W3C home > Mailing lists > Public > www-tag@w3.org > November 2002

RE: Determining what a URI identifies

From: Larry Masinter <LMM@acm.org>
Date: Mon, 4 Nov 2002 07:26:48 -0800
To: "'Paul Prescod'" <paul@prescod.net>
Cc: <www-tag@w3.org>
Message-ID: <001c01c28416$9bbd0c00$6ace8642@masinter>

 > A simpler design is:
> > 
> > What a URI determines is defined by the scheme. The definition
> > of a URI scheme must include a clear definition of what strings
> > that start with that scheme identify. URIs that start with
> > "http" identify resources that are accessed via the HTTP protocol,
> > using the simple meaning that
> >    http://host.example.org/path
> > identifies the network resource that one connects to speaking
> > the HTTP protocol to host "host.example.org" with path component
> > "/path".


> Please outline the concrete implications of your proposal. 
> What does it mean for xmlns, RDF, SAX feature URIs, BEEP
> profile URIs, etc.?

At least for xmlns, feature URIs and BEEP profile URIs,
these uses of strings that conform to URI syntax do not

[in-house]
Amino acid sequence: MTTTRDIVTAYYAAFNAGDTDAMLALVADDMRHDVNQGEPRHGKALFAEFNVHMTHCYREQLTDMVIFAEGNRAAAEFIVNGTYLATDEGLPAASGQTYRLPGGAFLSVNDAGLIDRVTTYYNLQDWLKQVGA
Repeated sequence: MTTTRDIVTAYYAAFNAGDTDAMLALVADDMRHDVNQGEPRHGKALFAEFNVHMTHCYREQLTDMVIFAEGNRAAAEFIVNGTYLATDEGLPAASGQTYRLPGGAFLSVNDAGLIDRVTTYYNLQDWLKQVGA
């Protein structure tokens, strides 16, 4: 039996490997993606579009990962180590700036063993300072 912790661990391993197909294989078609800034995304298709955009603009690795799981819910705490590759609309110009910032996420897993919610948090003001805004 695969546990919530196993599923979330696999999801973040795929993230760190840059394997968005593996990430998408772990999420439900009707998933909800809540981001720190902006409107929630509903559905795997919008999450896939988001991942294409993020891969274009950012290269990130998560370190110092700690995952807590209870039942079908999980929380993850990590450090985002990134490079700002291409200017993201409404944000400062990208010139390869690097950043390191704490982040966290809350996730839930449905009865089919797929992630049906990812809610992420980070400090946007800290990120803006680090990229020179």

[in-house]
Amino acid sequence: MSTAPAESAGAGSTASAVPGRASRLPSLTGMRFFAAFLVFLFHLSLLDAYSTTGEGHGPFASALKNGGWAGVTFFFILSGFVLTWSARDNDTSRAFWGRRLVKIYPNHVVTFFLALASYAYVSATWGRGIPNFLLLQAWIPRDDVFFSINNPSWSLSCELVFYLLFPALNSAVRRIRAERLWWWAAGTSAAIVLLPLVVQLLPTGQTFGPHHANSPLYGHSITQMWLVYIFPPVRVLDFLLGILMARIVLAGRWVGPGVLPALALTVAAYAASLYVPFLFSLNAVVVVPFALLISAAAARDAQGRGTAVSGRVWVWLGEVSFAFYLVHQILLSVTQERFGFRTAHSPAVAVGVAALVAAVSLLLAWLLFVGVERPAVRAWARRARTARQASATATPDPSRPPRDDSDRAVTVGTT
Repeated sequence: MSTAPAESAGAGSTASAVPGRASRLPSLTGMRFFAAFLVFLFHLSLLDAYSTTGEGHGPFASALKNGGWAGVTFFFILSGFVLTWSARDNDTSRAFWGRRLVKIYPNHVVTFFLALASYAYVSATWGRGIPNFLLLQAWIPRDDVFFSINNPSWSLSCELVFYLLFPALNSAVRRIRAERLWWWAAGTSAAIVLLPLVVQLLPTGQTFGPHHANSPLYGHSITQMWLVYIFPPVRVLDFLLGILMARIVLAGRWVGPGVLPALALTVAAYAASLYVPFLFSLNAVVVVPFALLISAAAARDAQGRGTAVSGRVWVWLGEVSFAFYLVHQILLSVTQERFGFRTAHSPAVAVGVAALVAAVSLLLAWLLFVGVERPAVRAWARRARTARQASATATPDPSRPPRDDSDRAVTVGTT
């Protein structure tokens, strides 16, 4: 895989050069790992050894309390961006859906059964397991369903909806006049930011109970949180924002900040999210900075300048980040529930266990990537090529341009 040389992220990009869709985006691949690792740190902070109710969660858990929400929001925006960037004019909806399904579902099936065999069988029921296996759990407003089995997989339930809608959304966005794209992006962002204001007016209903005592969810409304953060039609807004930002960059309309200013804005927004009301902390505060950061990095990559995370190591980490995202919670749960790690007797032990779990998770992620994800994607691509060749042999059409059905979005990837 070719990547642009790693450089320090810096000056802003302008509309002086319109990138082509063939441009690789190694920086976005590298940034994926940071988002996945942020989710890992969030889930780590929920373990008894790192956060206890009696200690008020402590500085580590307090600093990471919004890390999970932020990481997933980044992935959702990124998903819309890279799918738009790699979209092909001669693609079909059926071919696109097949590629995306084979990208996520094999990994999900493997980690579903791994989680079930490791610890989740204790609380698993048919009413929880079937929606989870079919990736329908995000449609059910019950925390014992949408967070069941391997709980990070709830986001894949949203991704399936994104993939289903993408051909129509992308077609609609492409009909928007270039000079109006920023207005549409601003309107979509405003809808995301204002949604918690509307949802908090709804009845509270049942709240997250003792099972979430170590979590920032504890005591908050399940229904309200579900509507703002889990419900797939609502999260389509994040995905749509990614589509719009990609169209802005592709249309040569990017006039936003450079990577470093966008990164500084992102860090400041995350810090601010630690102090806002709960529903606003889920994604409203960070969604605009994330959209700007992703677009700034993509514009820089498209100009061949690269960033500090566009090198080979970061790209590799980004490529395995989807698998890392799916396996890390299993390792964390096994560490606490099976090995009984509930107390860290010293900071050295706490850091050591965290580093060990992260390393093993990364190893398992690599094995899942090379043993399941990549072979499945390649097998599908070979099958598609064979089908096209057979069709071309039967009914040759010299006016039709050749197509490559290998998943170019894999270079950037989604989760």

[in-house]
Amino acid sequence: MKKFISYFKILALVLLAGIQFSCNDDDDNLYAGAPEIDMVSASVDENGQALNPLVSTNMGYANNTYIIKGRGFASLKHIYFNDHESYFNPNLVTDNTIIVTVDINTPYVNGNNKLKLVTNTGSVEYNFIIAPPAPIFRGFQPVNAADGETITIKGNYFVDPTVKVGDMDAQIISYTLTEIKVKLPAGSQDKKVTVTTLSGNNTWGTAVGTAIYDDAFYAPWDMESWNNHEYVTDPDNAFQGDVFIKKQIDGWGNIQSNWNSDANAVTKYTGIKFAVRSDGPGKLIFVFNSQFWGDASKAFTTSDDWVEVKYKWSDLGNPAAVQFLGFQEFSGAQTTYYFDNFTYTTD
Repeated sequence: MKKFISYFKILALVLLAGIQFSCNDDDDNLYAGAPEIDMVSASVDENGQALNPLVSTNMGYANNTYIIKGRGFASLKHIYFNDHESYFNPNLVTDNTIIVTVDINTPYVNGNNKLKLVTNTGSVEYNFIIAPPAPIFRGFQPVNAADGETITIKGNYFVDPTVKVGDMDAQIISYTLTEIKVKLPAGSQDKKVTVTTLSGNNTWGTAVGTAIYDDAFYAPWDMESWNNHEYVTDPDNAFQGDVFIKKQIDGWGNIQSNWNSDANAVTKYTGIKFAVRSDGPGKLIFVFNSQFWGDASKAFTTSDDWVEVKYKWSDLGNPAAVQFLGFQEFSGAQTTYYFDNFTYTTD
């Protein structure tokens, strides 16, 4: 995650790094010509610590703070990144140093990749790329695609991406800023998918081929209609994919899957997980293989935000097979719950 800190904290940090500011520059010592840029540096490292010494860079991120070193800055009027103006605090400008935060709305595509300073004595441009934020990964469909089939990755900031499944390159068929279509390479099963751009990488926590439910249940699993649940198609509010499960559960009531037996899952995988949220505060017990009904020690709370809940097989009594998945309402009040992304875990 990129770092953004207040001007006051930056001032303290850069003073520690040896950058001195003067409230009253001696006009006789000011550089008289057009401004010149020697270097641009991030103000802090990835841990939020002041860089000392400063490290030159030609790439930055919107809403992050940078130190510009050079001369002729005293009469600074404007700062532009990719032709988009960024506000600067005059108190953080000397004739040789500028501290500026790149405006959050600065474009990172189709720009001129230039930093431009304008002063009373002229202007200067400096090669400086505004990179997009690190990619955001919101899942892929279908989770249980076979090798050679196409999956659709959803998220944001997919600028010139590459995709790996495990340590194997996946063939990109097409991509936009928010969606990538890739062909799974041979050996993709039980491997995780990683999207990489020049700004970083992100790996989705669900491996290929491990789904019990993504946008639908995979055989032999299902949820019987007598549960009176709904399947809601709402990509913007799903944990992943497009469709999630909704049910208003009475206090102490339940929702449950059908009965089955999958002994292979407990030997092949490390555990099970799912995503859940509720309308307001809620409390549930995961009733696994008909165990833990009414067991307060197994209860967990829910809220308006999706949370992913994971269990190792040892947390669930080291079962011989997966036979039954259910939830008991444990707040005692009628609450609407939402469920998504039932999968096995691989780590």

use those strings as resource identifiers, but rather as
indicators of some other conceptual relation to the
resource actually identified by the URI. If you have
a namespace http://ns.example.org/fabulous , you can
have a web site 'ns.example.org' and a web page at
path '/fabuous'. The web page isn't the namespace,
since the namespace is an abstraction. If you're lucky,
the web page describes the namespace. There's no
defined URI scheme for namespaces, although 'tdb'
might do.

RDF is a different story (as you know from the private
conversation we've been having): RDF itself contains
no grounding, and an RDF assertion that uses a URI
could mean the actual resource identified, the thing
described by it, or something completely different. RDF
doesn't say, it's the application using RDF that needs
to specify how it is grounded. (In some ways this is
as with syntactic elements in XML that are 'anyURI';
whether the anyURI string is being used as a resource
identifier or an indicator of something that has a
different conceptual relationship to that resource
depends on the application.)

I'm uneasy about this part of RDF design, but I can
accept it.
Received on Monday, 4 November 2002 10:26:08 UTC

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